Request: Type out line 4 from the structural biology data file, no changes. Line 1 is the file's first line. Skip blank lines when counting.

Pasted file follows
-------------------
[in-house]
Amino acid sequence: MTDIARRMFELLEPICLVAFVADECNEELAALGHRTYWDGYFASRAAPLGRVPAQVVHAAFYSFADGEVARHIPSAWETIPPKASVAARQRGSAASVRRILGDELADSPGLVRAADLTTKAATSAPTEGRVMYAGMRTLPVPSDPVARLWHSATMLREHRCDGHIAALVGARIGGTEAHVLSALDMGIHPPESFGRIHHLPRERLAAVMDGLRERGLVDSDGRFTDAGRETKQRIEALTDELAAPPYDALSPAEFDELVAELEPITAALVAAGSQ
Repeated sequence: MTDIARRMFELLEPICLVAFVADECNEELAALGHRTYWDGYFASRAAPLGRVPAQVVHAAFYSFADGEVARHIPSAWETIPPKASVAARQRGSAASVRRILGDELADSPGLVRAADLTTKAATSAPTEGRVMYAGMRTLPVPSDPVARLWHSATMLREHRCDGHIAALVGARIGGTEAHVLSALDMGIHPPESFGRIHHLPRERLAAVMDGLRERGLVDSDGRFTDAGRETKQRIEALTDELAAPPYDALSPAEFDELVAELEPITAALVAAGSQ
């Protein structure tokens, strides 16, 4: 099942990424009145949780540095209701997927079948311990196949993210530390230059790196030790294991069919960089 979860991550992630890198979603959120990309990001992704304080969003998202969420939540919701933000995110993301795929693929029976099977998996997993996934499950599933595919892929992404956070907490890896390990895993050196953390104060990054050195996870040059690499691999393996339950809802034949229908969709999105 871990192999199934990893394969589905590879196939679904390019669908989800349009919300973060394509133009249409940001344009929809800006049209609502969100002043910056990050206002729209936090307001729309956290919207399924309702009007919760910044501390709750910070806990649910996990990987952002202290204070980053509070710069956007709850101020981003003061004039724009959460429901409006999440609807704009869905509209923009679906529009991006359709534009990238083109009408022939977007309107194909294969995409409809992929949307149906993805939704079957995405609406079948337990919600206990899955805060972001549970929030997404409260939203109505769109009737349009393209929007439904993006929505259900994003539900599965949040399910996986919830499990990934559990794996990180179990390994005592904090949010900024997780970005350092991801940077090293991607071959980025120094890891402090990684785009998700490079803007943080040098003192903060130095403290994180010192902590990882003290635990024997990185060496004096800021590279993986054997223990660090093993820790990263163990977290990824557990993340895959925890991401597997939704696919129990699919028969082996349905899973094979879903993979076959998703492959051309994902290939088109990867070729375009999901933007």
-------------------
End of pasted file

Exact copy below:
């Protein structure tokens, strides 16, 4: 099942990424009145949780540095209701997927079948311990196949993210530390230059790196030790294991069919960089 979860991550992630890198979603959120990309990001992704304080969003998202969420939540919701933000995110993301795929693929029976099977998996997993996934499950599933595919892929992404956070907490890896390990895993050196953390104060990054050195996870040059690499691999393996339950809802034949229908969709999105 871990192999199934990893394969589905590879196939679904390019669908989800349009919300973060394509133009249409940001344009929809800006049209609502969100002043910056990050206002729209936090307001729309956290919207399924309702009007919760910044501390709750910070806990649910996990990987952002202290204070980053509070710069956007709850101020981003003061004039724009959460429901409006999440609807704009869905509209923009679906529009991006359709534009990238083109009408022939977007309107194909294969995409409809992929949307149906993805939704079957995405609406079948337990919600206990899955805060972001549970929030997404409260939203109505769109009737349009393209929007439904993006929505259900994003539900599965949040399910996986919830499990990934559990794996990180179990390994005592904090949010900024997780970005350092991801940077090293991607071959980025120094890891402090990684785009998700490079803007943080040098003192903060130095403290994180010192902590990882003290635990024997990185060496004096800021590279993986054997223990660090093993820790990263163990977290990824557990993340895959925890991401597997939704696919129990699919028969082996349905899973094979879903993979076959998703492959051309994902290939088109990867070729375009999901933007």